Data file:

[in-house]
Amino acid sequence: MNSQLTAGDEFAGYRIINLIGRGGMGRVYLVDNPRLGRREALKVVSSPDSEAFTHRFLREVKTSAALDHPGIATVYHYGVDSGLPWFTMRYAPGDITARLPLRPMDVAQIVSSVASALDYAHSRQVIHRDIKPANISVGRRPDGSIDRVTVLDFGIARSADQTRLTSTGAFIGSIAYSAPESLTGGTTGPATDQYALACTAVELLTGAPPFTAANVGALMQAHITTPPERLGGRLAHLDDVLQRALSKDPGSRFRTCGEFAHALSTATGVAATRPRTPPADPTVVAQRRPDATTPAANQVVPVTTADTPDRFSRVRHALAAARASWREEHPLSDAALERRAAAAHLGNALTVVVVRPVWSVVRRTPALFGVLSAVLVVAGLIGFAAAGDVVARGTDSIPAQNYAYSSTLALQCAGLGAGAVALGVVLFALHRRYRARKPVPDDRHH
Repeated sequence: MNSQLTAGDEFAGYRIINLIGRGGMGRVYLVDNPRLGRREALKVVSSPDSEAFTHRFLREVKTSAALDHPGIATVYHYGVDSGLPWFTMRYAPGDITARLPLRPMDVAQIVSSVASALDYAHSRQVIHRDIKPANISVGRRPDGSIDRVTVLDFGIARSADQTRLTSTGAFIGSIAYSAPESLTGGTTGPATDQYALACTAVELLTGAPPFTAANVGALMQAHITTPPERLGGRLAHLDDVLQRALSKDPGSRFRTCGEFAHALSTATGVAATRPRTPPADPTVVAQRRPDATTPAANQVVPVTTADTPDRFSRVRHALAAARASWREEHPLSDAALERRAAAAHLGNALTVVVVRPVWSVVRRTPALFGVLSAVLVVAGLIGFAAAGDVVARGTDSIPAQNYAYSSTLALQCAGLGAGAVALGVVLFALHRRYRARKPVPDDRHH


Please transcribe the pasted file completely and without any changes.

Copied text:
[in-house]
Amino acid sequence: MNSQLTAGDEFAGYRIINLIGRGGMGRVYLVDNPRLGRREALKVVSSPDSEAFTHRFLREVKTSAALDHPGIATVYHYGVDSGLPWFTMRYAPGDITARLPLRPMDVAQIVSSVASALDYAHSRQVIHRDIKPANISVGRRPDGSIDRVTVLDFGIARSADQTRLTSTGAFIGSIAYSAPESLTGGTTGPATDQYALACTAVELLTGAPPFTAANVGALMQAHITTPPERLGGRLAHLDDVLQRALSKDPGSRFRTCGEFAHALSTATGVAATRPRTPPADPTVVAQRRPDATTPAANQVVPVTTADTPDRFSRVRHALAAARASWREEHPLSDAALERRAAAAHLGNALTVVVVRPVWSVVRRTPALFGVLSAVLVVAGLIGFAAAGDVVARGTDSIPAQNYAYSSTLALQCAGLGAGAVALGVVLFALHRRYRARKPVPDDRHH
Repeated sequence: MNSQLTAGDEFAGYRIINLIGRGGMGRVYLVDNPRLGRREALKVVSSPDSEAFTHRFLREVKTSAALDHPGIATVYHYGVDSGLPWFTMRYAPGDITARLPLRPMDVAQIVSSVASALDYAHSRQVIHRDIKPANISVGRRPDGSIDRVTVLDFGIARSADQTRLTSTGAFIGSIAYSAPESLTGGTTGPATDQYALACTAVELLTGAPPFTAANVGALMQAHITTPPERLGGRLAHLDDVLQRALSKDPGSRFRTCGEFAHALSTATGVAATRPRTPPADPTVVAQRRPDATTPAANQVVPVTTADTPDRFSRVRHALAAARASWREEHPLSDAALERRAAAAHLGNALTVVVVRPVWSVVRRTPALFGVLSAVLVVAGLIGFAAAGDVVARGTDSIPAQNYAYSSTLALQCAGLGAGAVALGVVLFALHRRYRARKPVPDDRHH